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Former Buckeye overcomes the odds

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Former Miles Macdonell Buckeye volleyball star Wanda Guenette has overcome rheumatoid arthritis to capture another World Masters Games gold medal.

PHOTO BY MIKE DEAL / WINNIPEG FREE PRESS ARCHIVES Enlarge Image

Former Miles Macdonell Buckeye volleyball star Wanda Guenette has overcome rheumatoid arthritis to capture another World Masters Games gold medal. Photo Store Photo Store

A former Miles Macdonell volleyball star has battled to keep going in the sport she loves.

Wanda Guenette, 50, won her third World Master’s Games beach volleyball gold medal with partner Laura Inward in Torino, Italy earlier this month — the West End resident’s third gold in a row at the event. The duo won in the age 50-54 category.

Guenette wasn’t sure she’d get the chance for a three-peat, as she was diagnosed with rheumatoid arthritis in 2010 after winning her second gold medal at the games in Sydney, Australia the previous year. Even after coming out on top, she felt pain in her hands and knees, and acknowledged she wasn’t playing with her usual dominance and went to two specialists to seek answers.

Doctors told her she would never play again, but Guenette said a change in lifestyle allowed her to not only keep competing, but to help her be the fittest she’s ever been.

"I’ve been an athlete all my life, so to not be an athlete was a little much to take at the moment," she said. "Being an athlete, you grasp at that, and I changed my diet, changed my training, started pilates."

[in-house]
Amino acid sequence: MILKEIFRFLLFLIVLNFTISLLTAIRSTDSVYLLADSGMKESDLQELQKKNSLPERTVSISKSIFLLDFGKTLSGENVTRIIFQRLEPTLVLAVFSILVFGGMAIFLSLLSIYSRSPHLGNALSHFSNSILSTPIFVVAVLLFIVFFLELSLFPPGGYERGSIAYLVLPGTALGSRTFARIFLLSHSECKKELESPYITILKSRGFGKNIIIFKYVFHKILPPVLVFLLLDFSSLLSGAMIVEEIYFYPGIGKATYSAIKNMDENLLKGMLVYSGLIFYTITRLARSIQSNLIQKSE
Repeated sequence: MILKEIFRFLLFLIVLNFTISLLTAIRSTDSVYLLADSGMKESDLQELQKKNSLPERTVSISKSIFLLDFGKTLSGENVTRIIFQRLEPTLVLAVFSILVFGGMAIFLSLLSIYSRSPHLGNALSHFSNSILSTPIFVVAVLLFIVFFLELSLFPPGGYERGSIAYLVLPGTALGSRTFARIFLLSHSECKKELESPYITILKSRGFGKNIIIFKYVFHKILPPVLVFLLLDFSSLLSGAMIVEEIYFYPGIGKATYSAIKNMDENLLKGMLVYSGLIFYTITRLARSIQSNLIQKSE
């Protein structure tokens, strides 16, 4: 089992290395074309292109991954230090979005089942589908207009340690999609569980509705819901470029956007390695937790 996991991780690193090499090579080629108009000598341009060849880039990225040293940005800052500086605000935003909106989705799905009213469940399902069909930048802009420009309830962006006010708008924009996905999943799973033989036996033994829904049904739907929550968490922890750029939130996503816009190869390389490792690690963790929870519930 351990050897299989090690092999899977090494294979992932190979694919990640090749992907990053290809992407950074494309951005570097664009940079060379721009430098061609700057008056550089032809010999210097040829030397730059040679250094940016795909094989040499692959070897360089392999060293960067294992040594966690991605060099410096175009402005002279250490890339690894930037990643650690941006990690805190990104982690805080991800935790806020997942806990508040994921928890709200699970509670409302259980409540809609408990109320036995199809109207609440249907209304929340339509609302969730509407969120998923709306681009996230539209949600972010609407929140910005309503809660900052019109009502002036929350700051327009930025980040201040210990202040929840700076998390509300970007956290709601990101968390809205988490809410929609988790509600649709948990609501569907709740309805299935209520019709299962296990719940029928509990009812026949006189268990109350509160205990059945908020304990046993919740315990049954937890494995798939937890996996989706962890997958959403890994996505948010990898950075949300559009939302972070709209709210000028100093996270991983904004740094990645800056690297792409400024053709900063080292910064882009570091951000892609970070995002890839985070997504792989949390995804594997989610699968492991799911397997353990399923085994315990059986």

Guenette said she’s assumed the role of underdog more often than not, so after being down for a little while, she was bound to bounce back and find a way around this latest obstacle.

"I was pretty devastated for about a week, but then it was ‘Screw it, I’m going to prove them wrong,’" said Guenette, who didn’t start competing at a high level until she was 28. "I’ve been proving people wrong for most of my athletic career.

"I made the switch to beach when I was 40, and they told me I couldn’t do that, but I did."

Inward, meanwhile, noted she hasn’t seen any effect on Guenette’s play after her diagnosis.

"As far as I am concerned she is as great on the court today as she was before the diagnosis," Inward wrote in an email from Italy. "She works hard. She hits hard. She blocks like a demon. She digs everything."

Guenette acknowledged she didn’t take her prescriptions at first, but since arthritis destroys joints, she takes the medication and "I manage it pretty well."

She said she still gets flare-ups, but they’re not on the same level as they were previously.

In addition to battling arthritis, Guenette said the competition was tougher than it had been in previous years, while she and Inward also had to battle through the stifling Italian heat, where temperatures averaged 38 degrees Celsius.

Guenette said her perseverance helps her in other pursuits — she served as a Team Manitoba beach volleyball coach at the Canada Summer Games in Sherbrooke, Que. almost immediately after returning. As well, she serves as a personal trainer at Elite High Performance Training Centres, where she is living proof of the results of hard work.

"When people say ‘I can’t’, I’m like ‘Of course you can,’" she said. "There’s always a way."

Inward noted she met one swimmer at the games who won three medals at age 89. She suspects her friend will similarly be competing at a ripe old age.

"Nobody embodies life, pursuing ones dreams and breaking age boundaries like Wanda," Inward noted.

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